Ken Plum is not used to being challenged.
It has been more than two decades since the long-time delegate for Virginia’s 36th House District last faced a primary opponent, but Plum seems to welcome the challenge presented by Mary Barthelson, who declared her candidacy on March 17.
“I could say it’s inconvenient for me, but it’s a good thing for democracy to have other people get in the ring,” Plum told Reston Now.
Early voting is currently underway in Fairfax County for the June 8 Democratic primary, where Plum and Barthelson are vying for the chance to face Republican Matt Lang in November’s general election.
As the race stands now, Plum has established a comfortable advantage, at least when it comes to finances.
The latest campaign filings indicate that Plum has about $45,500 in funds, including about $19,000 that has been raised since the beginning of 2021. His largest recent individual contribution came from Newport News Shipbuilding, a builder of U.S. Navy aircraft carriers and submarines that gave $1,000.
The longest-serving member of the Virginia House of Delegates, the 79-year-old legislator believes he has managed to stay in office since 1982 because of the close alignment of his politics and those of the 36th District, which encompasses Leesburg Pike in Great Falls to Flint Hill Road in Vienna.
“It’s a very progressive group of people,” Plum says of his constituents. “We believe in fairness and equality for all people.”
By contrast, Barthelson is a 27-year-old first-time candidate for public office and has raised about $5,700, a majority of which are from contributions of under $100.
She has yet to garner any major endorsements and paused her campaign in April for a brief time due to “personal reasons,” she told Reston Now.
Nonetheless, Barthelson says she still intends to follow through on the primary challenge, telling Reston Now that she got interested in running for public office after seeing disinformation flourish online during the 2016 presidential race.
She says she’s concerned that state laws have failed to keep up with technology’s influence on society.
“I think a lot of our laws are very behind,” Barthelson said. “Some important bills are getting pushed because legislators don’t understand them and the public is getting confused. Some are important for green technology, some for criminal justice reform and policing. Technology is just becoming more and more integrated with everything that we’re doing.”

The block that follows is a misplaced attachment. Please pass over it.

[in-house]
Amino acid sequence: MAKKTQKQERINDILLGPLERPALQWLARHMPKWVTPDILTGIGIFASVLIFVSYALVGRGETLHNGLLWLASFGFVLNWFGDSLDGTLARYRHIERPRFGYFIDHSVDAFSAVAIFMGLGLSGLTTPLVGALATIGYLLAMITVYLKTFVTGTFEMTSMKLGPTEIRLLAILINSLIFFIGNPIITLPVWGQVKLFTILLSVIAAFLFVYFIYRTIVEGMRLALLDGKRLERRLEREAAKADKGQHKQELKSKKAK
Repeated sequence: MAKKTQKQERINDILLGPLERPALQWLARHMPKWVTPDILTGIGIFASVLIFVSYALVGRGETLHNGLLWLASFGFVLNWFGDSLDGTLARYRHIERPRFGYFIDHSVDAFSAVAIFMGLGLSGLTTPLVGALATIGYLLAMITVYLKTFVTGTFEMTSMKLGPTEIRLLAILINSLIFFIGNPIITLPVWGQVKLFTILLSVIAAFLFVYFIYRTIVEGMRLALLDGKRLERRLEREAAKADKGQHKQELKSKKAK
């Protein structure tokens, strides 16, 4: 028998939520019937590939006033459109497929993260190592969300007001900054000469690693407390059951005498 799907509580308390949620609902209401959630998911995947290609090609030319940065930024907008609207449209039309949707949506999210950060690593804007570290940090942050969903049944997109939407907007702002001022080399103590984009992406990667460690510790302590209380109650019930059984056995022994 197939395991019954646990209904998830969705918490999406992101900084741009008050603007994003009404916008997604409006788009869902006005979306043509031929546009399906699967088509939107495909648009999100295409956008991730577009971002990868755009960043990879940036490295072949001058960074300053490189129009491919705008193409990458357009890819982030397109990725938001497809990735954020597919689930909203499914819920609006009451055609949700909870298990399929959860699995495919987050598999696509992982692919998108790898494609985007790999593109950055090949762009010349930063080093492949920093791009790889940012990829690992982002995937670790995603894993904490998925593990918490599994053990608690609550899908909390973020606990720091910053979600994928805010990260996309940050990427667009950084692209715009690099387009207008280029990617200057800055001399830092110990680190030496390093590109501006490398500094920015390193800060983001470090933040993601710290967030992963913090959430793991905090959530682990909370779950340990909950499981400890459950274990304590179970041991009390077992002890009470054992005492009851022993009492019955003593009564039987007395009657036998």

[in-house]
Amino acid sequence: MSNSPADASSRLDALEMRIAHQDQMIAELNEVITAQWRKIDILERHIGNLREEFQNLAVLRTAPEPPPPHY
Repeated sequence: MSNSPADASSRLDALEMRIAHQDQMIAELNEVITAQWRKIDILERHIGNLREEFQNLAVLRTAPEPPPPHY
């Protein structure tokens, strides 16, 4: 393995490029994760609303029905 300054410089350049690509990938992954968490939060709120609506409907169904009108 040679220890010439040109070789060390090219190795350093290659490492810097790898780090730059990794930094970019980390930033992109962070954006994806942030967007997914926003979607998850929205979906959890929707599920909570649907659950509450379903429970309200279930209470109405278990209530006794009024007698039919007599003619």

Technology has long been a key focus for Barthelson, who attended a STEM-focused high school in Haymarket and obtained a master’s degree in systems engineering from George Mason University. She worked as a data analyst before becoming a security engineer.
She says that, if elected, she would take a different approach in governing than many other legislators.
“I would definitely be a data-driven legislator,” she said. “I’m very good with numbers…I’d speak to all the stakeholders to get a high-level view of everything and communicate what policy I think is best based on data.”
Plum says his progressive bonafides speak for themselves. He cites his work to pass a law that requires universal background checks on all gun purchases in Virginia as well as efforts to expand voting rights and abolish the death penalty.
An advocate for repealing the death penalty for years, Plum stood behind Governor Northam when he signed the law last month.
“If you ask people who followed the General Assembly over the last four decades who are the most progressive leaders in Virginia, they would list me among the top couple of delegates,” Plum said. “That’s who I am. That’s where I come from.”
Barthelson says she’s “probably as blue as the incumbent” but believes she has a clearer understanding of the challenges facing her generation.
Both Plum and Barthelson cite education and the environment as the top two issues raised by voters.
They also both value the welcoming nature of the 36th District.
“This is probably the friendliest place I’ve lived in Northern Virginia,” Barthelson said. “People definitely look out for each other and are very supportive of one another. I think that’s part of Reston culture.”
Plum agrees, saying that history of openness and a belief in fairness is what he loves most about the 36th District.
“Reston was founded as an open community, open to people of all races,” he said. “I am truly honored to represent the district, and I don’t say that lightly.”
Photo courtesy Mary Barthelson, file photo